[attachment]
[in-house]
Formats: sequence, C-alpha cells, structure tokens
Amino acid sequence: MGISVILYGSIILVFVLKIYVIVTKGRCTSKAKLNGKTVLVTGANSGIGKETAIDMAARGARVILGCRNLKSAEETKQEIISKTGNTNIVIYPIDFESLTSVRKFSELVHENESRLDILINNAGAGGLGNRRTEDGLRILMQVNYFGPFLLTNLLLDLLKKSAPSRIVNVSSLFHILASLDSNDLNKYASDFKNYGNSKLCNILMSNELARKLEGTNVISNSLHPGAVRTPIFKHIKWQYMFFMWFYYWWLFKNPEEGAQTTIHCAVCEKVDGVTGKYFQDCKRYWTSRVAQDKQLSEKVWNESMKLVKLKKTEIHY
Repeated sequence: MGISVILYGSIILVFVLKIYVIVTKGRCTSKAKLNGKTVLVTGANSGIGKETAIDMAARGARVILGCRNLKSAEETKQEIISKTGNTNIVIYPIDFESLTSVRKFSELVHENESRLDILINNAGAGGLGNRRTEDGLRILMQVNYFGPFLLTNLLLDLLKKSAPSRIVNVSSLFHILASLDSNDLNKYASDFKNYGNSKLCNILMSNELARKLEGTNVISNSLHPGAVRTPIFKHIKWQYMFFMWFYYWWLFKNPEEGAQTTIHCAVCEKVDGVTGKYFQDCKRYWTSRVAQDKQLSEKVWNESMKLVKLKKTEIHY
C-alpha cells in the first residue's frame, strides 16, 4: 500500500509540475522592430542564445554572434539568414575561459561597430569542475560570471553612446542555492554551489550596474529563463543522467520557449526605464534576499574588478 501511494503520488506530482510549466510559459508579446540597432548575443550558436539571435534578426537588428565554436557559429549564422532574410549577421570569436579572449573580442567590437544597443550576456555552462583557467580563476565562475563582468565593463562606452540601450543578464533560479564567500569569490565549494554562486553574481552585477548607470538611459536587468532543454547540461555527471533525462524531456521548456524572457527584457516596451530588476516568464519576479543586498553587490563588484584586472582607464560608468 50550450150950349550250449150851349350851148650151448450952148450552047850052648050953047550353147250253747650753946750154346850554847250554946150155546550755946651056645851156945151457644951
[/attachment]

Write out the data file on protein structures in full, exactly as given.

[in-house]
Formats: sequence, C-alpha cells, structure tokens
Amino acid sequence: MGISVILYGSIILVFVLKIYVIVTKGRCTSKAKLNGKTVLVTGANSGIGKETAIDMAARGARVILGCRNLKSAEETKQEIISKTGNTNIVIYPIDFESLTSVRKFSELVHENESRLDILINNAGAGGLGNRRTEDGLRILMQVNYFGPFLLTNLLLDLLKKSAPSRIVNVSSLFHILASLDSNDLNKYASDFKNYGNSKLCNILMSNELARKLEGTNVISNSLHPGAVRTPIFKHIKWQYMFFMWFYYWWLFKNPEEGAQTTIHCAVCEKVDGVTGKYFQDCKRYWTSRVAQDKQLSEKVWNESMKLVKLKKTEIHY
Repeated sequence: MGISVILYGSIILVFVLKIYVIVTKGRCTSKAKLNGKTVLVTGANSGIGKETAIDMAARGARVILGCRNLKSAEETKQEIISKTGNTNIVIYPIDFESLTSVRKFSELVHENESRLDILINNAGAGGLGNRRTEDGLRILMQVNYFGPFLLTNLLLDLLKKSAPSRIVNVSSLFHILASLDSNDLNKYASDFKNYGNSKLCNILMSNELARKLEGTNVISNSLHPGAVRTPIFKHIKWQYMFFMWFYYWWLFKNPEEGAQTTIHCAVCEKVDGVTGKYFQDCKRYWTSRVAQDKQLSEKVWNESMKLVKLKKTEIHY
C-alpha cells in the first residue's frame, strides 16, 4: 500500500509540475522592430542564445554572434539568414575561459561597430569542475560570471553612446542555492554551489550596474529563463543522467520557449526605464534576499574588478 501511494503520488506530482510549466510559459508579446540597432548575443550558436539571435534578426537588428565554436557559429549564422532574410549577421570569436579572449573580442567590437544597443550576456555552462583557467580563476565562475563582468565593463562606452540601450543578464533560479564567500569569490565549494554562486553574481552585477548607470538611459536587468532543454547540461555527471533525462524531456521548456524572457527584457516596451530588476516568464519576479543586498553587490563588484584586472582607464560608468 50550450150950349550250449150851349350851148650151448450952148450552047850052648050953047550353147250253747650753946750154346850554847250554946150155546550755946651056645851156945151457644951